Everyone knows that drunk driving is illegal. If you’re caught with an unlawful bodily alcohol content or exhibit signs of intoxication while driving, the police can arrest you for operating while intoxicated (OWI), otherwise known as driving under the influence (DUI). However, in order for a DUI investigation to begin, there must be a valid traffic stop. DUI checkpoints are a way law enforcement ensure they have a valid traffic stop.

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What does this mean? It means that you must have violated a section of the Michigan Motor Vehicle Code. Alternatively, if your driving alerts the police officer that you cannot safely operate a motor vehicle, you may be pulled over. For instance, you may be swerving within your lane or driving at fluctuating speeds.

Does Michigan Use DUI Checkpoints?

Typically, an officer will claim that you were speeding or failed to maintain your lane. However, some states have an extra level of law enforcement on the road ways by utilizing DUI Checkpoints.

What Are DUI Checkpoints?

A DUI checkpoint, or sobriety checkpoint, is a tool that police departments use to check for sobriety. The police close off a portion of the road, requiring drivers to speak with an officer to ensure they’re not intoxicated. In United States Supreme Court Case Michigan Department of State Police v. Sitz (1990), the Court ruled that they’re constitutional.

While they’re not as common as they once were, DUI checkpoints are still used in other states such as Rhode Island and Maine. However, Michigan has decided that they violate the Fourth Amendment, thus making them illegal in the state. The Fourth Amendment guarantees freedom from unreasonable searches and seizures.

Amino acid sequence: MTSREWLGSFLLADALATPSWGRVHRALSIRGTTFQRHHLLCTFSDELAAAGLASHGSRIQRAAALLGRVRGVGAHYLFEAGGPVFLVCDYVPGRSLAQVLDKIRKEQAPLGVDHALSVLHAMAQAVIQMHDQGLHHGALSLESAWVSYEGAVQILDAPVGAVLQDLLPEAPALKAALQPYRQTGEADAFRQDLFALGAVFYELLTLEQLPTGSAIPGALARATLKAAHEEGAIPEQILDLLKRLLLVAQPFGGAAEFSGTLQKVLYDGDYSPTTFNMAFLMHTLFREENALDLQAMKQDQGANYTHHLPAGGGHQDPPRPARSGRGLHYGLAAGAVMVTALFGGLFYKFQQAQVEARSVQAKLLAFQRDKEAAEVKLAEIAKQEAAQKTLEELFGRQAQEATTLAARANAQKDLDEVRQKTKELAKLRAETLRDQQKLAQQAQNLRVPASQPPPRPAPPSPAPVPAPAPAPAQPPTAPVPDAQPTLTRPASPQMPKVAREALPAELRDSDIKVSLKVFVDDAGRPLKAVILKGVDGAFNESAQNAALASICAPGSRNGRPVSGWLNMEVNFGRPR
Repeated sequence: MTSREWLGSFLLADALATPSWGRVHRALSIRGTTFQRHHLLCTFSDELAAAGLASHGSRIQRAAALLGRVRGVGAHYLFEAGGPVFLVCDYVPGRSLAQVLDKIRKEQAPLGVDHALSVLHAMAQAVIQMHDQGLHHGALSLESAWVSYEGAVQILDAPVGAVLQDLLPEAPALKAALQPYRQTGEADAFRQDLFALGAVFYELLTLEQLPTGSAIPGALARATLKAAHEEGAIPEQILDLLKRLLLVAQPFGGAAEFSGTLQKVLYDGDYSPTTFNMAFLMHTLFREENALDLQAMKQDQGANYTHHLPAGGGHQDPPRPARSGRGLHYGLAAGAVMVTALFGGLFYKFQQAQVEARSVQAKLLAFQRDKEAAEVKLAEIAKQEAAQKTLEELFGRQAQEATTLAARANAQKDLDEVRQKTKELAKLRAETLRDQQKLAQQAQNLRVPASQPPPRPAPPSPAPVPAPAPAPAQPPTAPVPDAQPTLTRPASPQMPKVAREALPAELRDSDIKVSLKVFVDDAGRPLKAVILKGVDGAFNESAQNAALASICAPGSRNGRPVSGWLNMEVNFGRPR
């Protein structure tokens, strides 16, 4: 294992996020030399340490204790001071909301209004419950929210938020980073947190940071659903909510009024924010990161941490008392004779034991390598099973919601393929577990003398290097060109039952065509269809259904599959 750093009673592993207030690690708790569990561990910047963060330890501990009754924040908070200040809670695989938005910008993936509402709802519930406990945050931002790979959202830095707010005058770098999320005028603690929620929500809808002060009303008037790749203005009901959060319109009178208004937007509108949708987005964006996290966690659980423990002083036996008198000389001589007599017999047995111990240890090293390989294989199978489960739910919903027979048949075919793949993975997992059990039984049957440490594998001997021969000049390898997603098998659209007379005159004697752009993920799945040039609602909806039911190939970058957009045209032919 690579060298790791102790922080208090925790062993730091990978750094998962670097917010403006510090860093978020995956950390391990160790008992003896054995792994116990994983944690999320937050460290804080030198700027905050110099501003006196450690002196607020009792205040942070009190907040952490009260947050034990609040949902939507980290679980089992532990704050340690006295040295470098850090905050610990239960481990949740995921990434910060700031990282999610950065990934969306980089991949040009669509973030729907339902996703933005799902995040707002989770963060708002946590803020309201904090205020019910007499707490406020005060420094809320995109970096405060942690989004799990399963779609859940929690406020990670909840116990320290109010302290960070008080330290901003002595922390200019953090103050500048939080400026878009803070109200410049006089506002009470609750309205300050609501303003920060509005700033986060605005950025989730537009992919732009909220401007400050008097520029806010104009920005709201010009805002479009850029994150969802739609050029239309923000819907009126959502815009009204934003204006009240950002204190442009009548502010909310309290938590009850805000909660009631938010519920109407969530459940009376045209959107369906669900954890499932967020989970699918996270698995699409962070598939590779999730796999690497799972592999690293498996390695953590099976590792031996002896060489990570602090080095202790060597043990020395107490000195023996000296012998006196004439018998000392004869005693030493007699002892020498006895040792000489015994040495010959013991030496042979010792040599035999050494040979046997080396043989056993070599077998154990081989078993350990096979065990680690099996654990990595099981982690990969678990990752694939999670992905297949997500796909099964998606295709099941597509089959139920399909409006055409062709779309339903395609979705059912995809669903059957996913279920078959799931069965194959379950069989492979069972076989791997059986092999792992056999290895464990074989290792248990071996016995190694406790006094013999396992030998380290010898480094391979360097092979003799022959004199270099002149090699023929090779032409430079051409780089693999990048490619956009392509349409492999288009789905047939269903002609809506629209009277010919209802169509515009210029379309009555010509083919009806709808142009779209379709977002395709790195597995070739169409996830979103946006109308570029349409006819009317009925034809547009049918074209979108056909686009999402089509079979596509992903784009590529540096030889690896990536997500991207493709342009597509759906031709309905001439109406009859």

If you’re forced to speak with an officer, this interaction can be deemed a seizure. Considering the DUI checkpoint requires every driver to be “seized,” this is unreasonable. Michigan has held firm that the use of DUI checkpoints is illegal.

How the Police Gets Around This

However, this doesn’t mean that Michigan police officers aren’t setting up their own “checkpoints.” For example, you can be sure that police are stationed outside of bars/clubs around 1:30am. “Last call” in a bar means that no further alcohol will be sold, so most patrons head to their cars.

Officers will assume you’re intoxicated if you’re leaving an establishment that sells alcohol at that hour. Police will often watch you leave the bar to see if you’re stumbling or lacking coordination.

They’ll continue to follow you until they have a reason to pull you over, which might be:

  • speeding,
  • no turn signal,
  • cutting someone off, etc.

Although no “checkpoint” was established, both local and state police will use these tactics to get around the law.

An Uber is Cheaper than a DUI

The police will use any slight mistake to pull you over and arrest you. The safest way to avoid an OWI is to call an Uber or Lyft. Although you may think you’re a great driver, no drunk driver is a good driver.

While there may not be an official DUI checkpoint on your route home, there will surely be an officer waiting for you to slip up. Don’t risk your future.

Facing DUI charges? Unhappy with your current attorney? Request a free consultation now.